Martian life may be hidden in tunnels that could home humans too

Martian life could have survived in underground tunnels, say space scientists. And the same features could provide ready-made habitats for human colonies.

European astronauts train in a lava tube on the Canary Island of Lanzarote. Image credit: ESA/L. Ricci

The pioneering settlers would take advantage of vast subterranean caves called lava tubes, created by ancient volcanic activity on the red planet. They are believed to exist on the Moon as well.

The caverns – big enough to house streets or towns – have already been found on Earth, in locations including California, Hawaii, Australia and Lanzarote.

Italian researchers say that orbiting spacecraft will be able to use radar to locate similar structures on the Moon. As lunar bases, they would shield astronauts against deadly cosmic radiation and impacts by micro-meteorites, because the Moon has no protective atmosphere.

On Mars, similar lava tubes might have protected simple microbial life which would have been unable to thrive at the surface due to the dangerous levels of radiation. Mars has no magnetic field to deflect such radiation, unlike the Earth.

European Space Agency astronauts have already begun training in lava tubes on Lanzarote in the Canary Islands.

Artist’s impression of the radar instrument to probe for lava tubes beneath the lunar surface. Image credit: NASA/U. Trento

The latest proposals were made at the annual European Planetary Science Congress in Riga, Latvia.

Lava tubes can be formed when a flow of molten rock close to the surface develops a hard crust which then thickens to form a roof.

Alternatively, lava flowing between layers of rock can leave behind a network of empty caverns and tunnels.

Scientists from the universities of Padua and Bologna studied high-resolution data from orbiting spacecraft to compare lava tube candidates on the Moon and Mars with those on Earth.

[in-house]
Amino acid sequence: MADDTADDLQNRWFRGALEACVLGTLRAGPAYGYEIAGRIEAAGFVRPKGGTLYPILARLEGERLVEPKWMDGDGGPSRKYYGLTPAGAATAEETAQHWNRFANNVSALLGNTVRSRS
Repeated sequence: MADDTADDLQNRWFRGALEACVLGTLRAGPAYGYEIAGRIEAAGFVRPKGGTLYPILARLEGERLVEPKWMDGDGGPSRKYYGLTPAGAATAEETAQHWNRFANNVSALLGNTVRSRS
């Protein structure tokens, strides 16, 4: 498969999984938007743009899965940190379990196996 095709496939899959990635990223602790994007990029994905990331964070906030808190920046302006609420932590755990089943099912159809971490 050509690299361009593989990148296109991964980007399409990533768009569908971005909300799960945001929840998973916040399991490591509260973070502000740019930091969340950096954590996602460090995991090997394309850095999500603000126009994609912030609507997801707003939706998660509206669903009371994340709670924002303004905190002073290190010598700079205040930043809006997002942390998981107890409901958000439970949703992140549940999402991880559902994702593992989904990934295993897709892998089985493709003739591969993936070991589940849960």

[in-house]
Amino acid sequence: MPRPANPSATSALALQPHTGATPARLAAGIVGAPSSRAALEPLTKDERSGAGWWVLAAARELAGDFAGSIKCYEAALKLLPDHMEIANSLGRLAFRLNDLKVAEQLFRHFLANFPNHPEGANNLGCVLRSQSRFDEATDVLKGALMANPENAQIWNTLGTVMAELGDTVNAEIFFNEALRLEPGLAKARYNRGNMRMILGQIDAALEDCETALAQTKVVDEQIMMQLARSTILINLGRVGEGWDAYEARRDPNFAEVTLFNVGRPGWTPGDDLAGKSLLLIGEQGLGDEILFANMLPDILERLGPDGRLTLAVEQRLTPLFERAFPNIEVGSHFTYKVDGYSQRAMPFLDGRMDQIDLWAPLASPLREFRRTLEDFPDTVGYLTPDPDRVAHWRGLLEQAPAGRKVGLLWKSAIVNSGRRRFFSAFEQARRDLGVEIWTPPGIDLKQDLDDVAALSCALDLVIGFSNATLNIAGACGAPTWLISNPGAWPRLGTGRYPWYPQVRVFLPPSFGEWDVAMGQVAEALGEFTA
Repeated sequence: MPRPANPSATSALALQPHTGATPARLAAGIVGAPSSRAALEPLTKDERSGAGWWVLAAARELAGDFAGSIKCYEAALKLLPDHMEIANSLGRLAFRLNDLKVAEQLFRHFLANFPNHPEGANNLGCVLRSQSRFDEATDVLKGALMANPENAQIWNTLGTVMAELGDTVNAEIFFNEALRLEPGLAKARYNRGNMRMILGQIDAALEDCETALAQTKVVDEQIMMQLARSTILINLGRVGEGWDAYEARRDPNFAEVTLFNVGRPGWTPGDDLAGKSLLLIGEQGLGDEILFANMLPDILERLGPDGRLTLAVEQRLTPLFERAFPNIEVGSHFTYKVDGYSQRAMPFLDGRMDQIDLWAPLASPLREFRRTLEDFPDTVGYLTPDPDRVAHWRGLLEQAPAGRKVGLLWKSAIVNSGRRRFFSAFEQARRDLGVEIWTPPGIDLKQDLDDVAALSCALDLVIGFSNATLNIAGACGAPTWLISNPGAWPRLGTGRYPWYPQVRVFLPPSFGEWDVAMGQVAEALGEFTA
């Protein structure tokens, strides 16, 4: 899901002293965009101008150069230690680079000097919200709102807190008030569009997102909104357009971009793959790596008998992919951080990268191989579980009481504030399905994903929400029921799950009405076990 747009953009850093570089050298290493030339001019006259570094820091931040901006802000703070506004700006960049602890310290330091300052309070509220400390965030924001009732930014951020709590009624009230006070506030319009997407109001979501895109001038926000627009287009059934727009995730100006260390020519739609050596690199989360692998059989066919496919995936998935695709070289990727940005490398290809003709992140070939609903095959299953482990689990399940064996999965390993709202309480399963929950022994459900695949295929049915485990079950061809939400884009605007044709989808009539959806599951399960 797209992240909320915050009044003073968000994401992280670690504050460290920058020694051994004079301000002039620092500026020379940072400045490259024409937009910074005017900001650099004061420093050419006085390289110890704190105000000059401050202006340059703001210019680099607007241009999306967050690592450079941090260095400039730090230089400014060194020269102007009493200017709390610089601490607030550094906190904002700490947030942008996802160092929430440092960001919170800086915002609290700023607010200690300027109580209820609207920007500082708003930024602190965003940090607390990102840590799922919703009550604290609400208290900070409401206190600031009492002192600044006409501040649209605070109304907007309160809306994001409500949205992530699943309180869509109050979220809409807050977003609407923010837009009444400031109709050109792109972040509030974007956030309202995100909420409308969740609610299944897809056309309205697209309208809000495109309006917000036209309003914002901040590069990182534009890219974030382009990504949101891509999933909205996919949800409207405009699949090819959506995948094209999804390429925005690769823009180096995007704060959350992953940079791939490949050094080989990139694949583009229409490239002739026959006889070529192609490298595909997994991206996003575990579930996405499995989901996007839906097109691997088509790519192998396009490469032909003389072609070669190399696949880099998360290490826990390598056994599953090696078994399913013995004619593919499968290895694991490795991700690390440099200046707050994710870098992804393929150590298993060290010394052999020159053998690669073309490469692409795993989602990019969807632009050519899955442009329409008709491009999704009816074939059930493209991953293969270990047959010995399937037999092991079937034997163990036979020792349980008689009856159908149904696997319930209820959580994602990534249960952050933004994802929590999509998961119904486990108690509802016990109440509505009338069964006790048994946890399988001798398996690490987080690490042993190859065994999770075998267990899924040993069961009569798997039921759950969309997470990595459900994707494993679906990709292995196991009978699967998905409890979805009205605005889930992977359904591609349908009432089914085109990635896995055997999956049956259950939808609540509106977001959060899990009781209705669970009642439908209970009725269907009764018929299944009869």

Related: NASA finds possible lava tubes that could support lunar colonies

Dr Riccardo Pozzobon, of the University of Padua, said: “Gravity has a big effect on the size of lava tubes. On Earth, they can be up to 30 metres across. In the lower gravity environment of Mars, we see evidence for lava tubes that are 250 metres in width.

“On the Moon, these tunnels could be a kilometre or more across and many hundreds of kilometres in length.”

He added: “These results have important implications for habitability and human exploration of the Moon but also for the search of extraterrestrial life on Mars.

“Lava tubes are environments shielded from cosmic radiation and protected from micrometeorites, potentially providing safe habitats for future human missions.

“They are also, potentially, large enough for quite significant human settlements.”

Skymania asked Dr Pozzobon whether he thought the lava tubes on Mars might have protected Martian microbes.

He told us: “That’s exactly the idea. The local environmental conditions within a lava tube void, shielded from cosmic radiation that sterilizes basically the whole surface of Mars up to tens of centimeters in the soil, could have provided favourable conditions for microbial life sustainability (present or past we do not know).

“Atmospheric conditions can be locally different as well, as happens in terrestrial caves. It’s a whole new topic, and we’re just scratching the surface.

“With ExoMars rover that is hopefully going to be launched in the near future, we’ll be able to drill and penetrate the ground at more than one metre (where UV and cosmic radiation have no more effect), and analyze the presence of organic compounds that could have survived at depth. And this type of discovery may be extended as well in such a well protected environment as lava tubes offer.”

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